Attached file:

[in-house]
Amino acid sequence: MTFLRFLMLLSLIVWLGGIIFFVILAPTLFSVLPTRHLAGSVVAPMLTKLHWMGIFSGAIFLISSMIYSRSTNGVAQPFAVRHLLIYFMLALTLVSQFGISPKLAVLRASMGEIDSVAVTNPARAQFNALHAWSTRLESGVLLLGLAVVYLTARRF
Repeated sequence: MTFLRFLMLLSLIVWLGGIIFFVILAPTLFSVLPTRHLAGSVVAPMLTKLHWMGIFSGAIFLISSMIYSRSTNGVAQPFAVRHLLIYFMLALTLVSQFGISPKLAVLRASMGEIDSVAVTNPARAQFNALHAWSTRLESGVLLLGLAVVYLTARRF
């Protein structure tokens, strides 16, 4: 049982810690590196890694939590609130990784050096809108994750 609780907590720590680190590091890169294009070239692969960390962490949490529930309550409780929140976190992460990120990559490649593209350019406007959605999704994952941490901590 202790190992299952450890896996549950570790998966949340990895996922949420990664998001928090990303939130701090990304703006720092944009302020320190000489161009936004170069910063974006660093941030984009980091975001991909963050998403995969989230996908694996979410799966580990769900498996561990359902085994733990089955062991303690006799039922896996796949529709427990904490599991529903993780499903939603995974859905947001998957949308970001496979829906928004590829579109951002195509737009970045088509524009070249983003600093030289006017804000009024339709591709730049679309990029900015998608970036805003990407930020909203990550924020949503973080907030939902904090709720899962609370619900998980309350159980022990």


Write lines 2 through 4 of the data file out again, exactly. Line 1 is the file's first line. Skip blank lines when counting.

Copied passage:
Amino acid sequence: MTFLRFLMLLSLIVWLGGIIFFVILAPTLFSVLPTRHLAGSVVAPMLTKLHWMGIFSGAIFLISSMIYSRSTNGVAQPFAVRHLLIYFMLALTLVSQFGISPKLAVLRASMGEIDSVAVTNPARAQFNALHAWSTRLESGVLLLGLAVVYLTARRF
Repeated sequence: MTFLRFLMLLSLIVWLGGIIFFVILAPTLFSVLPTRHLAGSVVAPMLTKLHWMGIFSGAIFLISSMIYSRSTNGVAQPFAVRHLLIYFMLALTLVSQFGISPKLAVLRASMGEIDSVAVTNPARAQFNALHAWSTRLESGVLLLGLAVVYLTARRF
């Protein structure tokens, strides 16, 4: 049982810690590196890694939590609130990784050096809108994750 609780907590720590680190590091890169294009070239692969960390962490949490529930309550409780929140976190992460990120990559490649593209350019406007959605999704994952941490901590 202790190992299952450890896996549950570790998966949340990895996922949420990664998001928090990303939130701090990304703006720092944009302020320190000489161009936004170069910063974006660093941030984009980091975001991909963050998403995969989230996908694996979410799966580990769900498996561990359902085994733990089955062991303690006799039922896996796949529709427990904490599991529903993780499903939603995974859905947001998957949308970001496979829906928004590829579109951002195509737009970045088509524009070249983003600093030289006017804000009024339709591709730049679309990029900015998608970036805003990407930020909203990550924020949503973080907030939902904090709720899962609370619900998980309350159980022990």